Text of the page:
dash, part of their mile relay
squad as individual performer in
the 440, Lamb Lawton in the dis-
tances, Bob Barnum and Hal
Berschet in the shot, and Laz in
the broad jump.
MICHIGAN, basing much of its
hope on its top hurdling contin-
gent and strength in the distances,
will have a fight to ward off In-
diana's Hoosiers, who won the
outdoor meet last year, for second
McEwen in the mile and two
mile, and Don Hoover, Van
Bruner, and Jim Mitchell in
the hurdles provide the Wolver-
ines with their main basis for
Chuck Whiteaker is the other
probable Michigan high placer,
and possible fourths or fifths ex-
ist in the 60 yard dash, shot put,
and mile relay. The broad jump,
one of the top events in the be-
ginning of the season, appears to.
be Michigan's weakest event now..

. . . back for another try
* * *
lar in the 137 pound class, could
be an unexpected source of joy
to Coach Keen. Harold Holt
and Joe Kosik will wrestle in
the supplementary 191 and 115
pound divisions if they are of-
fered by the Big Ten wrestling
However, these two additional
classes will not be counted in reg-
istering t h e final Conference
standings. Finals in all weight
divisions will be held Saturday
afternoon starting at two p.m.

... once a year ago
NHL Results
treal Canadiens turned on their
season-long tormentors last
night and defeated the Toronto
Maple Leafs, 3-1.
In Chicago'he New York
Rangers moved into a third
place tie with Boston in the
league standings by defeating
the Chicago Blackhawks, 4-1.

Big time basketball comes to
town tomorrow night.
Indiana's red fire engine is
scheduled to come rolling onto
the Yost Fieldhouse floor with the
fire chief, bouncing Billy Garrett,
at the controls for a struggle with
Michigan which might prove to
be the season's finest attraction
THE ACROBATIC Hoosiers face
the prospect of winning or else.
They still have a slim mathemati-
cal possibility of overhauling Illi-
nois in the Big Ten stretch drive
but they must sweep their two re-
maining contests while the Illini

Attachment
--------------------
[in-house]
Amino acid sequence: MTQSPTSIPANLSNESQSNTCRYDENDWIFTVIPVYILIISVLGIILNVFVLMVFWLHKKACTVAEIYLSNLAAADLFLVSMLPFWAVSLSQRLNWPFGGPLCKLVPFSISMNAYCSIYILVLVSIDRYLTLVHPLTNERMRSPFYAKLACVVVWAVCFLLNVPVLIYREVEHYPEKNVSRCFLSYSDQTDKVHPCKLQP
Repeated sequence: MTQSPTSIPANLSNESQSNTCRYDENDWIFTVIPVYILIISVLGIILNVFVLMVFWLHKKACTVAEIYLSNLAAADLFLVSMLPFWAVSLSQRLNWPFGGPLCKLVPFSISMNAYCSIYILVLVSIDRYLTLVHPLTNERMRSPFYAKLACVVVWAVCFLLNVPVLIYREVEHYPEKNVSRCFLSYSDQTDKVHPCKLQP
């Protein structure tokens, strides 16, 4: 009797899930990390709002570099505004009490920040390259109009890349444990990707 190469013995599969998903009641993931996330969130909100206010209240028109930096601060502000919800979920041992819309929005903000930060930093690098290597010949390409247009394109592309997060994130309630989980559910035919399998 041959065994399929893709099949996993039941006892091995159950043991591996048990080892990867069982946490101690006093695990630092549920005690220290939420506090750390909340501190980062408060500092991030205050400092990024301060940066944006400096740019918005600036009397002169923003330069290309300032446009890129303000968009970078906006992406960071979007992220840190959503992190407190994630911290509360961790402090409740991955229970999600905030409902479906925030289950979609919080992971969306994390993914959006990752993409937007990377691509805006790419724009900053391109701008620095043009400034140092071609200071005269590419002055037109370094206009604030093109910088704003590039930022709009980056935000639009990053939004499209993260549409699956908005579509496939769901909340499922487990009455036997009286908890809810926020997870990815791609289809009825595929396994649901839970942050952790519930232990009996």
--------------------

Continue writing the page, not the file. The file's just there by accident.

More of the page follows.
are splitting a pair.
Visiting coach Branch Mc-
Cracken is not fooled by Michi-
gan's current eighth place
standing and unimpressive rec-
His hair is a little grayer since
last January when his Indiana
machine came to Ann Arbor with
a ten game undefeated string and
high national ranking, and left
with the wreckage of a 69-67 up-
set perpetrated by the Wolverines
who had previously been a lack-
lustre quintet.
Big League
Nines Open
NEW YORK - P) - The "flu"
bug and some 30 persistent hold-
outs plagued major league base-
ball teams, which officially opened
spring training yesterday in far-
flung war weather resorts stretch-
ing from California to Florida.
Manager Billy Southworth of
the Boston Braves is the latest to
be sent to bed by the mild influ-
enza wave. Brooklyn's peppery
new pilot, Charley Dressen, was
ordered to a hospital earlier this
* * *
THERE WERE two late signings
yesterday, reducing to 31 the num-
ber of players who had failed to
come to terms with their em-
Jim Hearn, 27-year-old right-
hander of the New York Giants,
ended his holdout siege by sign-
ing his 1951 contract for a re-
ported $16,000.
Willard Marshall, the Braves'
outfielder, signed a contract, mak-
ing Boston one of four major
league clubs without any holdout
problems. The others are both
Chicago clubs and Cincinnati's
land's ace pitcher, Bob Lemon,
and the Yankee's catcher Yogi
Berra Wednesday, most of the big
money players are now in the
fold. Lemon signed for a report-
ed $50,000, making him probably
the highest paid pitcher in base-

MANY FANS remember that
clash as one of their most thrill-
ing sports experiences. Charlie
Murray, this year's captain; elec-
trified the big crowd with a last-
second field goal which shattered
a 67-67 tie and brought Garrett
& Company out of the clouds.
Murray hopes he can ap-
proach that performance tomor-
row night. He logged a total of
The deadline for the Union's
All-campus ping-pong, billiards
and pool tournament has been
extended to March 3. All those
interested should sign up im-
mediately in the Billiards Room
of the Union.
--Chuck Webb
17 points against the Hoosiers
to help nullify a 26 point bar-
rage by Indiana's Lou Watson.
The names in the starting Hoo-
sier lineup are not new but three
that appeared in last year's box
score will be missing. Watson and
Charlie Meyer graduated and Jer-

ry Stuteville, a sensation in the
last campaign, was killed in a
tragic automobile accident.
THEY ARE balanced by three
Michigan losses of first string
players, Mack Suprunowicz who
scored 18 of those 69 points
against Indiana,. Don McIntosh
and Hal Morrill.
Biggest names on the current
Hoosier roster are those of cen-
ter Garrett and Bill Tosheff.
Both rank high In scoring with
game averages of 13.1 and 11